The one actor with the potential to portray a Vulcan character that can reach the general audience again and not just the Star Trek watching segment of the population actually plays Spock, namely Zachary Quinto. But he is convinced that the same merger that fused Spock and Leonard Nimoy together in public imagination will not be happening to him, citing the different status of science fiction since the 1960's, people's shorter attention span, and most importantly, that he didn't create Spock.(12) A feeling echoed in a review from the past of I'm Not Spock where the author says that "Nimoy would be seen and remembered as the 'real' Spock just as many think of Sean Connery as the 'real' James Bond." (13)

Star Trek has often been talked about as a phenomenon. In the vein of Nassim Nicholas Taleb it could also be called a "black swan," a singular, random event that could not have been predicted at its time with profound ramifications. (14) It becomes part of the collective consciousness and is passed on to coming generations as a (cautionary) tale through narrative. There were signs pointing to the event looming on the horizon, but because of people at the time having blind spots, is not recognized and can only be explained after the fact. (15) While looking at his graying beard and thinking how it made him look ten years older, Taleb reflected on the reverence that society bestows on the elderly and realized that this might function to compensate our short term memory. The elderly are repositories for inductive learning (induce a general rule from a set of observed instances), he says, and possess knowledge of rare events. They're sought out for advice. (16) At one time or another all cast members have been asked to explain the phenomenon Star Trek had turned into, the inference being that they had to be experts on the subject by having been part of it. Aside from Taleb having a special room reserved in hell for experts, the blind spot those involved suffer is undeniably in evidence. This remark made by Mr. Nimoy in 1969 about the future of Star Trek falls in the category of famous last words:

"Someone was quoted as to the possibility of us all making a Star Trek movie, but I think such talk is bad. All it does is to rekindle emotional campaigns to get the show back on the air. Every time I hear or read about such things, I try to discourage the people involved," he pointed out. (17)

Good thing forty years later he heard Alex Kurtzman and Roberto Orci out when they came proposing a Star Trek movie. Having the movie revolve around William Shatner would screw up continuity was the reason given for his absence, since Kirk would be physically older than when we last saw him die in Generations. Spock on the other hand would have outlived them all, with a life span at least twice that of a human, which would also take care of the need for further cameos by the original actors. But maybe Spock was a good choice for another reason, if the filmmakers wanted to add credibility to their efforts. That reason would have to do with the very different public image represented by the two actors. The respected artist, intellectual, teacher (plus the many other qualities attributed to him in the public eye) against the self-styled clown with a propensity for self-parody (which worked to great advantage in Boston Legal). In addition, within Star Trek, Spock himself was a "black swan", unexpectedly soaring past the ship's captain in popularity within a short time. If you would like to remind your audience of an extraordinary success story, going with the more recognizable and respected icon is not a bad idea in itself. (18/19)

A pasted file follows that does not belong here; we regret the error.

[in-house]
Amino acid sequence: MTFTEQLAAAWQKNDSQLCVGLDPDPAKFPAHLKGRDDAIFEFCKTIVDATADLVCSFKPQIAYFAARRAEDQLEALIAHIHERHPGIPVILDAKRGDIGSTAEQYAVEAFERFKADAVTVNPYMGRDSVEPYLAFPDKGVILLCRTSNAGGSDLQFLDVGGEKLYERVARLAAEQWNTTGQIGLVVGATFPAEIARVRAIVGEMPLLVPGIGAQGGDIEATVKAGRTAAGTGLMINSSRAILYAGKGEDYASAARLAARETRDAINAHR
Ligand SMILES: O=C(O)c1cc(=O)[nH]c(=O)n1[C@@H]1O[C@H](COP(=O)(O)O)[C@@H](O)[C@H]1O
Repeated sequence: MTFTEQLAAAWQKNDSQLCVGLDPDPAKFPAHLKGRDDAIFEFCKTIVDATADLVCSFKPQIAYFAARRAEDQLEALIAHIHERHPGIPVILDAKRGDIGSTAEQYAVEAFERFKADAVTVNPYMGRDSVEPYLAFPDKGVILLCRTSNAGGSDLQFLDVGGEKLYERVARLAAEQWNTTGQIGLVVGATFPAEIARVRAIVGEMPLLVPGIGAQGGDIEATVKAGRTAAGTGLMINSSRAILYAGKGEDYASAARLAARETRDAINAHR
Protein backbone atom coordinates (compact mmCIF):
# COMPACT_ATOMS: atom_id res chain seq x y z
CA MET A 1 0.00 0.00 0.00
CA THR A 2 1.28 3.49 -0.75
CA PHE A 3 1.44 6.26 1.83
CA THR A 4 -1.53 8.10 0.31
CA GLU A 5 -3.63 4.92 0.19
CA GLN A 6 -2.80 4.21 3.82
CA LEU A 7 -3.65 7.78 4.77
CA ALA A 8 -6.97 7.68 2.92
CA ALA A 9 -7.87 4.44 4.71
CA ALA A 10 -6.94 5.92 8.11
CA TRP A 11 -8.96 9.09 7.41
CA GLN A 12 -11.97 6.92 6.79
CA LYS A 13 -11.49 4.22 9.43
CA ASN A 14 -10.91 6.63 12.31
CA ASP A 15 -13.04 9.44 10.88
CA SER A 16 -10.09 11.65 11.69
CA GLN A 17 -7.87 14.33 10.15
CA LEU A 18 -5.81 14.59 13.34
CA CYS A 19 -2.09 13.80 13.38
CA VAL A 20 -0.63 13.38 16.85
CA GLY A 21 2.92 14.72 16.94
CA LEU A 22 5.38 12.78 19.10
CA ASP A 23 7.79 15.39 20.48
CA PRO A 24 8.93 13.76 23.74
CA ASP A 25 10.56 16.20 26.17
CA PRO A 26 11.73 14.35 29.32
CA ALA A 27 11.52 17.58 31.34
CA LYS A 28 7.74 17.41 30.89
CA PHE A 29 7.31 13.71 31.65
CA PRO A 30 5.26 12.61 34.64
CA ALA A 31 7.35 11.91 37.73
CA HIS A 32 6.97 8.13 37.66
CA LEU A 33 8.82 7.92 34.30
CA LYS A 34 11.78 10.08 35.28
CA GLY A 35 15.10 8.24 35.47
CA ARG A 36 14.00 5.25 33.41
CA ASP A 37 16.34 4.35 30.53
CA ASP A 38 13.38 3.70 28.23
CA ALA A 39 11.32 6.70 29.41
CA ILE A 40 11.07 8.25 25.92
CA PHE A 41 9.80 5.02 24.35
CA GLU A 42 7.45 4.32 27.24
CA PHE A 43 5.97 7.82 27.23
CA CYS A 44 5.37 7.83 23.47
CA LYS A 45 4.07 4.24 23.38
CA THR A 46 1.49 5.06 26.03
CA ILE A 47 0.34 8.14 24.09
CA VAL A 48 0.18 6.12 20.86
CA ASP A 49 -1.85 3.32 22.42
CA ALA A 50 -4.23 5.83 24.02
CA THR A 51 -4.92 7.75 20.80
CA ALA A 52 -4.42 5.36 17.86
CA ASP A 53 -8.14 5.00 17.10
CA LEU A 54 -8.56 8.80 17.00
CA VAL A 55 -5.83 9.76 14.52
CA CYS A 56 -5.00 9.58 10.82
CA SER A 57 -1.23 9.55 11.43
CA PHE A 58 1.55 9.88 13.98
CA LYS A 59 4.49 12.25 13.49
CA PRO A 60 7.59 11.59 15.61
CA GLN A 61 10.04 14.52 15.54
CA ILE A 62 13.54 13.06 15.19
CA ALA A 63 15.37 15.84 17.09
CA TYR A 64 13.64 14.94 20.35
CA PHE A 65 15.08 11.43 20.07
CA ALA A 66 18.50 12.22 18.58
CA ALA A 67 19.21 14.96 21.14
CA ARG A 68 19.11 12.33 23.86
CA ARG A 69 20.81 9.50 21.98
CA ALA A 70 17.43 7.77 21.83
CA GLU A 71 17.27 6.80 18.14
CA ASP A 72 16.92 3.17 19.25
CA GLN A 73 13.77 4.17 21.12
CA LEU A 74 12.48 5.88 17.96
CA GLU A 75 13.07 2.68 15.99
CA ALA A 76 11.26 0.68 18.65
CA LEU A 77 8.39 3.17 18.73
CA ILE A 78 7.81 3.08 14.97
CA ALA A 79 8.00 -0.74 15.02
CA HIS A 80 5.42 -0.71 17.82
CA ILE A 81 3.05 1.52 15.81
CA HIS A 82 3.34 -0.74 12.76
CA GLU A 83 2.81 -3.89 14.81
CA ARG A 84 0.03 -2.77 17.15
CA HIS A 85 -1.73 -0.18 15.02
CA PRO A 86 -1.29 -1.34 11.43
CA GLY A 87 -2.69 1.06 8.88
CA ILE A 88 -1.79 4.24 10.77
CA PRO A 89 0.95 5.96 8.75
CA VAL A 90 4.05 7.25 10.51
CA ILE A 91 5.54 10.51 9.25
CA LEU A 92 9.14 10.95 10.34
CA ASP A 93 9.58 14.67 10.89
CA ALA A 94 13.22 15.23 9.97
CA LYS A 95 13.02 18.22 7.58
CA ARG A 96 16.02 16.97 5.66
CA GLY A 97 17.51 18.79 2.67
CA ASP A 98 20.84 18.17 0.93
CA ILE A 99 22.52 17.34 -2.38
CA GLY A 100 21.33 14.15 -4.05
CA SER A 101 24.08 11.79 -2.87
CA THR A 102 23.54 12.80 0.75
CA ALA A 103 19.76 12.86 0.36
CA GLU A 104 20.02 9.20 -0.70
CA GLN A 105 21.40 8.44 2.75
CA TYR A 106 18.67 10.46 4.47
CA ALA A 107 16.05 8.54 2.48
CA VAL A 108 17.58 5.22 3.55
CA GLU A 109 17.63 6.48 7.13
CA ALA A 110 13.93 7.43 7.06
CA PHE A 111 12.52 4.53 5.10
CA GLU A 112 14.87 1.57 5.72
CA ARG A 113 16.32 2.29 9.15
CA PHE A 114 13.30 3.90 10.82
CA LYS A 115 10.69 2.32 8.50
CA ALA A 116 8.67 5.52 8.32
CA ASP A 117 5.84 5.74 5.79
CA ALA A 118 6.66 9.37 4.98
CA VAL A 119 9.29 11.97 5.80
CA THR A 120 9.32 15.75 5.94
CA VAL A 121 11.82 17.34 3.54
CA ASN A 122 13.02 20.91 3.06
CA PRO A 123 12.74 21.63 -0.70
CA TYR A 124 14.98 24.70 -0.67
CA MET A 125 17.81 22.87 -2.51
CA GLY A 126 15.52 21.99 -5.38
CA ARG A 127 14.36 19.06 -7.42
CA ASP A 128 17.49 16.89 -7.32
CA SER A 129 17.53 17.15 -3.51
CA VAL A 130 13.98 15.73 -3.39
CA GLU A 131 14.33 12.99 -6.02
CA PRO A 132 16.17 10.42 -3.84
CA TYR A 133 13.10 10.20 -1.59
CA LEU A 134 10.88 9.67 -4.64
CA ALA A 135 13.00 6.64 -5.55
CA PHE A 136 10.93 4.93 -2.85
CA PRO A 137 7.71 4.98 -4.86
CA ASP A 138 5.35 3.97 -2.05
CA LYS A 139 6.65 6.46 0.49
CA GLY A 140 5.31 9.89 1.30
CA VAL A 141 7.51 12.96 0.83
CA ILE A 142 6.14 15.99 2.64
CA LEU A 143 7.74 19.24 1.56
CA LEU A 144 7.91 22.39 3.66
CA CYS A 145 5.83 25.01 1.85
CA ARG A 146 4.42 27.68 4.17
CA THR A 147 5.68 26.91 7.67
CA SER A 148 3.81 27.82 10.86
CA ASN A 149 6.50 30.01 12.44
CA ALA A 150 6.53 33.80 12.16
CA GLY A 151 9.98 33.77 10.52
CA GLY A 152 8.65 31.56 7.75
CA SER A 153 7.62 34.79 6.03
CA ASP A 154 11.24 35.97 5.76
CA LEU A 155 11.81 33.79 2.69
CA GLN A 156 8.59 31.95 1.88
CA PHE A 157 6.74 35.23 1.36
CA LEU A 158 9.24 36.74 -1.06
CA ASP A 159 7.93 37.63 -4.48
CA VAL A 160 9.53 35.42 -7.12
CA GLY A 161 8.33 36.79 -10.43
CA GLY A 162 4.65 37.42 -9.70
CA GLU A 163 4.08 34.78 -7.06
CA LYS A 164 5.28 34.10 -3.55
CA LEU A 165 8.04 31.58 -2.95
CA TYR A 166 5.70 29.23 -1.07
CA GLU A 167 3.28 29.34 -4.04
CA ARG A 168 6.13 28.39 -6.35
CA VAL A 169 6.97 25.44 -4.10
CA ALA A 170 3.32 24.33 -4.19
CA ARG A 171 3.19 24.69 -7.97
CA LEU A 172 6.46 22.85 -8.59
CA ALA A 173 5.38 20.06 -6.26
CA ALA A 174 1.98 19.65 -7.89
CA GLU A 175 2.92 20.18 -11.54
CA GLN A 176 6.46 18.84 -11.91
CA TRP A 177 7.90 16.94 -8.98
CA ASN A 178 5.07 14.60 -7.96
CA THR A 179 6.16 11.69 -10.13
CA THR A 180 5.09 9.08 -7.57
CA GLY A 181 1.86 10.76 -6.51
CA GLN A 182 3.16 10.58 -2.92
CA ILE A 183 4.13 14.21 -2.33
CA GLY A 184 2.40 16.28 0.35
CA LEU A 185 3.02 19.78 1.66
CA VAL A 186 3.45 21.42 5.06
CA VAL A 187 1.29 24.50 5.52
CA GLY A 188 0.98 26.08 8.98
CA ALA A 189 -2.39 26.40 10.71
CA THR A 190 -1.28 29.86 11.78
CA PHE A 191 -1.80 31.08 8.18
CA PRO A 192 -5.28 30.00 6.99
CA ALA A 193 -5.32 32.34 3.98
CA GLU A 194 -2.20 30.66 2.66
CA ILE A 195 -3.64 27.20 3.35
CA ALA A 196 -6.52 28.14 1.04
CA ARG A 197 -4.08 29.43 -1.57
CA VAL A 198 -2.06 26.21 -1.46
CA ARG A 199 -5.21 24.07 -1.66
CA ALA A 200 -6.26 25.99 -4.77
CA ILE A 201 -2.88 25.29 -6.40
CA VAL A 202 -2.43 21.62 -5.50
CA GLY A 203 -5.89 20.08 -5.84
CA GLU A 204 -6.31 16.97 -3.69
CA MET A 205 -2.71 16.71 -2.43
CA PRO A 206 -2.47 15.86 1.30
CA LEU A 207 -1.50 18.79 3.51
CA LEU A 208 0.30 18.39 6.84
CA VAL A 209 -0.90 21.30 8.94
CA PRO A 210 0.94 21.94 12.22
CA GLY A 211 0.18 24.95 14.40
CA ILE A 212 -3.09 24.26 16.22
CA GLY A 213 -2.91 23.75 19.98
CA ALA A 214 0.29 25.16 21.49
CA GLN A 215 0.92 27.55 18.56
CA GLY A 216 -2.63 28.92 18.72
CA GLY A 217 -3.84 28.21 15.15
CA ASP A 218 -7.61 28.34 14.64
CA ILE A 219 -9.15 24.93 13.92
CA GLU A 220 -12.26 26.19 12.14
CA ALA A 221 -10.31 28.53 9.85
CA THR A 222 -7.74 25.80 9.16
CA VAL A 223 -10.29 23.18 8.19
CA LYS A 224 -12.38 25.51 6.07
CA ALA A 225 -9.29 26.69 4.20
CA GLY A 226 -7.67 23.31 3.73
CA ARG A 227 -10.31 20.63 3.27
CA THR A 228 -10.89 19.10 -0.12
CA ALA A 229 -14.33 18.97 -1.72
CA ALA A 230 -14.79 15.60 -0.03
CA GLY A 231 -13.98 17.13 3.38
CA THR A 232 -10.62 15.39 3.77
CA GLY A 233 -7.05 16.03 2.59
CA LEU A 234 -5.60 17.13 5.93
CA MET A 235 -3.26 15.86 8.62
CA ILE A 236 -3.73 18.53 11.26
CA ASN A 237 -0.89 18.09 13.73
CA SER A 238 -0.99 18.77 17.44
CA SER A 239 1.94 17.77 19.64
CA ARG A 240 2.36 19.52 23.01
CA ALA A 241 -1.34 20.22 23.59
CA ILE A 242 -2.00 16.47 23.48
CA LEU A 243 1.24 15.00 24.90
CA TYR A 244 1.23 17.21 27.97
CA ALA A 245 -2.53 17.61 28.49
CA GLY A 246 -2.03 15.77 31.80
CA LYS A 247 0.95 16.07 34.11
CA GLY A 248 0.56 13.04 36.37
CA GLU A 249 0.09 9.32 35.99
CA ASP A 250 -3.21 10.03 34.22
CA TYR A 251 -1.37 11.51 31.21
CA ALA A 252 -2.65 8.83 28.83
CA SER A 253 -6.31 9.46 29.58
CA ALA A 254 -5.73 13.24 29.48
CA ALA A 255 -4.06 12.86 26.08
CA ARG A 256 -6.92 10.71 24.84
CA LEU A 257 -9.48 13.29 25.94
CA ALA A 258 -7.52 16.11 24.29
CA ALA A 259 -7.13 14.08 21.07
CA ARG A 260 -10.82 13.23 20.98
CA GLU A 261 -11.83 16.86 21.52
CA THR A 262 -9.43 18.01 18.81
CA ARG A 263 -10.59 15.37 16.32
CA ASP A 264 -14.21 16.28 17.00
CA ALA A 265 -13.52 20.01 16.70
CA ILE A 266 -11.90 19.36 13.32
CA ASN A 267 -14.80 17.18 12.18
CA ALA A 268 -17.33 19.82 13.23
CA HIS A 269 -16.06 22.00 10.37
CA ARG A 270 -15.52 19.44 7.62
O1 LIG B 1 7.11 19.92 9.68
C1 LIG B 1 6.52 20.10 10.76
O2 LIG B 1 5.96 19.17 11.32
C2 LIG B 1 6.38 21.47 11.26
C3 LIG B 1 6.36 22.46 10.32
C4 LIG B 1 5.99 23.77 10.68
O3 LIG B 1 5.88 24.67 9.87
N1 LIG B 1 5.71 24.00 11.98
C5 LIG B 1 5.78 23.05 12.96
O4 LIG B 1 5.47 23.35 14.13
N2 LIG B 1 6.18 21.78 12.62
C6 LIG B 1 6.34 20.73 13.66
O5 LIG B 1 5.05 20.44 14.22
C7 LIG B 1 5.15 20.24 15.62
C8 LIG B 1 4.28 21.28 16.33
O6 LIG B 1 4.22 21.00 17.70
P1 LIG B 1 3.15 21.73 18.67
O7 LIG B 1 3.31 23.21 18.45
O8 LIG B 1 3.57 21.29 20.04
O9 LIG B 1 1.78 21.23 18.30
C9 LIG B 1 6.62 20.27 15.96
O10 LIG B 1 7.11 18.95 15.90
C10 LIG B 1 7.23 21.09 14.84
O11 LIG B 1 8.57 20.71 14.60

With Zachary Quinto and the others signed on for only three movies so far, compared to the many hours of television and film the original crew did, it looks like Leonard Nimoy still has it right. But far more is involved than just putting the makeup on the right kind of face. It's the individual he helped create and bring together at the right time at the right place that made them both, "iconic". To cite again from the review of I'm not Spock, "Thus, Spock may well have to write that book: I Am Not Nimoy, and Leonard Nimoy may well be remembered as himself more than he thinks."













32. Norman - October 15, 2008

#30 – it looks as if Spock is wearing a wig. whereas Nimoy got his haircut Vulcan Style…

97. bdrcarter - October 15, 2008

Didn’t they use Zack’s real hair? It looks like he’s in one of the TNG-era vulcan wigs. Bummer.





And what about the sideburns? Because they look really cool.
The sideburns … All of it was mine, all of it was mine. My hair, my eyebrows: Everything that we did in this movie was really mine. I mean, you know, I shaved my eyebrows, I cut my hair into the bowl haircut, and the sideburns were pointy. It was all me.
  How was it wearing the ears?
Once they were on they were no problem at all. I honestly didn’t even know that they were there. It was getting them on in the morning that could be tedious just because it required me to show up to work two hours before anybody else.